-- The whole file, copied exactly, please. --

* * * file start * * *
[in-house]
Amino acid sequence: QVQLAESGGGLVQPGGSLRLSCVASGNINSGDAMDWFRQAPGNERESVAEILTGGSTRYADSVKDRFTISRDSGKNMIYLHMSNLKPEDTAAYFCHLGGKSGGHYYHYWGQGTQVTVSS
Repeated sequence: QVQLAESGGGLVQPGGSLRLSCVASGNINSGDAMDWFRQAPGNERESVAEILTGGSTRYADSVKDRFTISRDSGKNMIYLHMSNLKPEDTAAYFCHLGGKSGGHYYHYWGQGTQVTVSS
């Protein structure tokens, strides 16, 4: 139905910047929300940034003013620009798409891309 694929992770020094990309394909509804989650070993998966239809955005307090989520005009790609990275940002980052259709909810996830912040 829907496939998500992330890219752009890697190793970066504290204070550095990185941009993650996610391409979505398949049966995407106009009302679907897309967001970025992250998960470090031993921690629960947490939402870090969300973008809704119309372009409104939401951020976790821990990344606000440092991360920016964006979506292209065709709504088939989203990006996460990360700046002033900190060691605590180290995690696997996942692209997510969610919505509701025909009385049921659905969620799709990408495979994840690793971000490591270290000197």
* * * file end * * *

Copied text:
[in-house]
Amino acid sequence: QVQLAESGGGLVQPGGSLRLSCVASGNINSGDAMDWFRQAPGNERESVAEILTGGSTRYADSVKDRFTISRDSGKNMIYLHMSNLKPEDTAAYFCHLGGKSGGHYYHYWGQGTQVTVSS
Repeated sequence: QVQLAESGGGLVQPGGSLRLSCVASGNINSGDAMDWFRQAPGNERESVAEILTGGSTRYADSVKDRFTISRDSGKNMIYLHMSNLKPEDTAAYFCHLGGKSGGHYYHYWGQGTQVTVSS
């Protein structure tokens, strides 16, 4: 139905910047929300940034003013620009798409891309 694929992770020094990309394909509804989650070993998966239809955005307090989520005009790609990275940002980052259709909810996830912040 829907496939998500992330890219752009890697190793970066504290204070550095990185941009993650996610391409979505398949049966995407106009009302679907897309967001970025992250998960470090031993921690629960947490939402870090969300973008809704119309372009409104939401951020976790821990990344606000440092991360920016964006979506292209065709709504088939989203990006996460990360700046002033900190060691605590180290995690696997996942692209997510969610919505509701025909009385049921659905969620799709990408495979994840690793971000490591270290000197």